Can the Agile Method Be Scientifically Proven?
Those who are waiting for the scientific verdict on Agile development run a strong risk of being left behind.
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We at Purple Olive Labs, an app development company in Dallas, recently worked on this finance app that could predict stock market movements based on the news and current sentiments and present the well-analyzed data on the user dashboard. It was an Agile development method we relied on, and it delivered as expected.
In the past, I used diverse traditional development methods only to compromise with quality, performance, and ROI.
So, basically, Agile worked for me!
But the current discussion around the "scientific basis of Agile" doesn't hold water for a couple of reasons.
In this post, I will discuss the current debate around the topic and state some hard facts which will definitely help you reach a decisive point.
Can This Be Scientifically Proven?
Alistair Cockburn, a former hardware designer and researcher, was asked by IBM to write a methodology for the object-oriented project.
He, along with some software heavyweights, met to discuss so-called lightweight methodologies.
The test includes four value statements — individual and interaction over process and tools, working software over comprehensive documentation, customer collaboration over contract negotiation, and responding to change over following a plan.
In software development methodology he termed the phrase, “People form process” and not the opposite. The process doesn’t matter a lot unless you have a strong team to work with. Moreover, the use of process doesn’t correlate with success or failure. Development is a cooperative game in which a move is not correct or incorrect, it is only better or worse the previous one.
So start focusing on people not the process.
I've heard Jeff Sutherland (the man behind Scrum) in a lot of talks. Once in a tech conference in Dallas, he mentions that Agile is an umbrella term. We can’t expect to see an experiment to prove anything. The studies which state its scientific prowess are too vague to be useful. Many empirical studies have been conducted, but the outcomes are inconclusive.
For more reference, read Software Creativity 2.0 by Robert Glass for insights on some interesting results.
So, it's not scientifically proven. Moreover, an analytical approach is unfeasible, since we are dealing with people here rather than a simple system. You cannot formalize the team and organization.
Let’s focus on some statistical results.
ROI of Agile Development Methodology
Little is known about the costs and benefits of Agile methods since their popularization in 1999, though 70% of projects use them and over 80 books and thousands of papers have been written about them.
Agile methods emphasize teams, working software, customer collaboration, and responding to change, while traditional methods focus on contract, plans process, documents and tools.
A study conducted by SEI identified 99 data points on cost, schedule, productivity, quality and ROI gains from 25 organization as reported by CMMI. Using this study along with the data covered from over 300 scholarly articles across the domain, both for Traditional and Agile process, the data is compiled in the table below.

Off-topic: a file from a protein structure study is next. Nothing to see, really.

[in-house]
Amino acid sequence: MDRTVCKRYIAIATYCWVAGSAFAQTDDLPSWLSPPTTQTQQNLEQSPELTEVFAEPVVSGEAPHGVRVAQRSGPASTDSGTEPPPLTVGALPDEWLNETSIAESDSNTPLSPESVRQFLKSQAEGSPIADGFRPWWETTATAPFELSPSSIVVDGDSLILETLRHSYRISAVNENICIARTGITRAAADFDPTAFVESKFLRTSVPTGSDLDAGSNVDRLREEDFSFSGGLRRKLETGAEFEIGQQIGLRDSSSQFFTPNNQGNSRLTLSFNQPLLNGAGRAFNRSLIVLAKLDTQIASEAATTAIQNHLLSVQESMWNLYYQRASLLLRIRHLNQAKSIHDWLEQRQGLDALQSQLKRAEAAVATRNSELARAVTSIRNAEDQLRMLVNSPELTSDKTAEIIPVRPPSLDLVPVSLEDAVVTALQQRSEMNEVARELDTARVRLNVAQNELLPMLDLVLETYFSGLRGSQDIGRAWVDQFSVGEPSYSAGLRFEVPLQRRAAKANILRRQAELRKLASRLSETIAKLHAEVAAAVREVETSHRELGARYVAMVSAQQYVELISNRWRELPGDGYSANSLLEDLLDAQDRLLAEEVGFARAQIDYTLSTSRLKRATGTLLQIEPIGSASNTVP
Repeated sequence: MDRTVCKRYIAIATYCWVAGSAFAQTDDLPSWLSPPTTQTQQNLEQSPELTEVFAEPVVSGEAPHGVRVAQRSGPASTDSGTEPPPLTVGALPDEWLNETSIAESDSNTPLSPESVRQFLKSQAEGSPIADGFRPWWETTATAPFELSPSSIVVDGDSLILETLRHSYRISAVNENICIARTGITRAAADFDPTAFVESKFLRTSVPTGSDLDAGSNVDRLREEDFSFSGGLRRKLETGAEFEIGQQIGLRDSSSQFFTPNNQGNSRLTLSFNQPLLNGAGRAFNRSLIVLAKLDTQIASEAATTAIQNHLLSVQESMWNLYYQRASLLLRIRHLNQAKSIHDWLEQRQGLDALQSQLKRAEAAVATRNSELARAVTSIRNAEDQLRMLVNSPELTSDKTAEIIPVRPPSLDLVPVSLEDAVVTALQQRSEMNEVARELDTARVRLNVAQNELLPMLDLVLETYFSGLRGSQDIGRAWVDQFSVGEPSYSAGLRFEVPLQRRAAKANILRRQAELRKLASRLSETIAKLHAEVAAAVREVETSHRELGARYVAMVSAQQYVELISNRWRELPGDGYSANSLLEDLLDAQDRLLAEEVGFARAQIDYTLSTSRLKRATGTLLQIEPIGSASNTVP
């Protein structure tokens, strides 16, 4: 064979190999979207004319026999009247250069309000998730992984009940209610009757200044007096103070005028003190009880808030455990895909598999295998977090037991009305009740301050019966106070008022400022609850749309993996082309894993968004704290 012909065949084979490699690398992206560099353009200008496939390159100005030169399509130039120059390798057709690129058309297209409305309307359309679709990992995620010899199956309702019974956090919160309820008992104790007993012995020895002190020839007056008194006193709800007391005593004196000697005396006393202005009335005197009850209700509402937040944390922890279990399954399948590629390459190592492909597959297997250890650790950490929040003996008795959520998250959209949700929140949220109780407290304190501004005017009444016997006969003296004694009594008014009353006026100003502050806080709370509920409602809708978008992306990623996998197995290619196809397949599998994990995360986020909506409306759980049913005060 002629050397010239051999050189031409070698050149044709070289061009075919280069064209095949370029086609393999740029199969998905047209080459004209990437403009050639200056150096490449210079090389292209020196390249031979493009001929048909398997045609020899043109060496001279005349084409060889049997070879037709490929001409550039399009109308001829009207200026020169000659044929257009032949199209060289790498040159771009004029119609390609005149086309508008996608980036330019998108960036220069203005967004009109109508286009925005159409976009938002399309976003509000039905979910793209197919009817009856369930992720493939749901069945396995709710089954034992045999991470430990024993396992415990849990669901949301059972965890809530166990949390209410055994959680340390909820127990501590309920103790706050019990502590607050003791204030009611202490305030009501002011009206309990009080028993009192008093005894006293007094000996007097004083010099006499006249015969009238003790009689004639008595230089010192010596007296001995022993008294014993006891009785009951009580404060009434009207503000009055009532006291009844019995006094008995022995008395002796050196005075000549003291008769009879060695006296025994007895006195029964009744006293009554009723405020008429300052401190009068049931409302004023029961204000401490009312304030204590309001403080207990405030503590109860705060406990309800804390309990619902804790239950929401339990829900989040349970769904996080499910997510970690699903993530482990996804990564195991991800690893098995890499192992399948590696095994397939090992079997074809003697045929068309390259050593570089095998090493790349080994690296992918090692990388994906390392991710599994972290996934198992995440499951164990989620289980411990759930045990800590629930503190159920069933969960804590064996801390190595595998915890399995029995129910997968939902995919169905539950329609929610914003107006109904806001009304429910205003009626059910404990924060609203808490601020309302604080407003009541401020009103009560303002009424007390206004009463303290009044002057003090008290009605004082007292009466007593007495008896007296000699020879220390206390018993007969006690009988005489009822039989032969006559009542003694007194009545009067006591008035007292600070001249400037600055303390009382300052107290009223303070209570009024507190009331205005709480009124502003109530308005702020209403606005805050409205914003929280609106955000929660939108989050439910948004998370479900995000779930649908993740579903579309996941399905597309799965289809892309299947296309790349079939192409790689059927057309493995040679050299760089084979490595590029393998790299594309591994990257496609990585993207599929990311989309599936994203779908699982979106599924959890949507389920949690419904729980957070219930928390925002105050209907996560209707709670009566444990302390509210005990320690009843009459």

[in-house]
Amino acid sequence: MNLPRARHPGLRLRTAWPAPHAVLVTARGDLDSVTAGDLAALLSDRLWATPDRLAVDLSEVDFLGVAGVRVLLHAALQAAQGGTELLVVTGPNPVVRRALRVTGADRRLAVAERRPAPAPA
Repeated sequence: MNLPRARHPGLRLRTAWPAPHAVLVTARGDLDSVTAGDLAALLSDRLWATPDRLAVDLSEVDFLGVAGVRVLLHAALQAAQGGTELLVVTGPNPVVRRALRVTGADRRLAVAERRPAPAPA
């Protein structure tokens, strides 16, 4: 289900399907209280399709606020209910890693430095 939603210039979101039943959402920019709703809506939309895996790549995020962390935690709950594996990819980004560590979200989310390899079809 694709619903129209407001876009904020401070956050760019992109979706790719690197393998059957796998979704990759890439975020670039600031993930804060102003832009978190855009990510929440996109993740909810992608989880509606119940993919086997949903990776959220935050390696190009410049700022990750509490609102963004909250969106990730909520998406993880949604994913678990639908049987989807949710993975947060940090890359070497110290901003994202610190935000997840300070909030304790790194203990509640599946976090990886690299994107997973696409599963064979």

In the above tables, the category represents the benefits of Agile and Traditional method. Low, medium, and high represent the range of reported benefits within each category.
On average, the study of Agile methodology reported 29% better cost, 91% better schedule, 97% better productivity, 50% better quality, 400% better satisfaction, and 470% better ROI than traditional methods, making Agile the clear winner.
Still, some parameters such as teams and customer collaboration are subjective considerations, which may vary from organization to organization. But this is the most comprehensive data analytics available so far.
The human factor is the most variable among all, making scientific objective analysis largely impossible.
Expectation of Requiring Proof Is Not Realistic
In the book Crossing the Chasm, Geoffrey Moore describe five types of profiles of technology adopters: Innovators who pursue new concept aggressively; early adopters who pursue new concepts very early in their lifecycles; the early majority who wait and see before buying into a new concept; the late majority who are concerned about their ability to handle a new concept should they adopt; and the laggards who simply don’t want anything to do with new approaches.
The figure below depicts Moore's chasm with respect to agility.
People who fit the innovator or early adopter profile are comfortable with reading a web page or book describing Agile techniques, thinking about the described concept for a bit, and then tailoring it for their environment. This is the spot in the lifecycle that most Agile techniques are currently at, and it is these types of organizations that are readily adopting these new techniques. The early majority will wait for sufficient anecdotal evidence to exist before making the jump to Agile software development, and we're starting to see adoption by some of these organizations now.
Unfortunately, the question of proof is typically asked by organizations that fit the late majority or even laggard profiles, as Figure 1 indicates. Because Agile techniques clearly aren't at that stage in their lifecycle yet, I believe that this question simply isn't a fair one at this time. Note that there's nothing wrong if your organization fits into either one of these profiles; many organizations are very successful following these business models. The important thing is that you recognize this and act accordingly.
There is currently significant anecdotal evidence that Agile software development techniques work, you merely need to spend some time with Agile practitioners to discover this for yourself.
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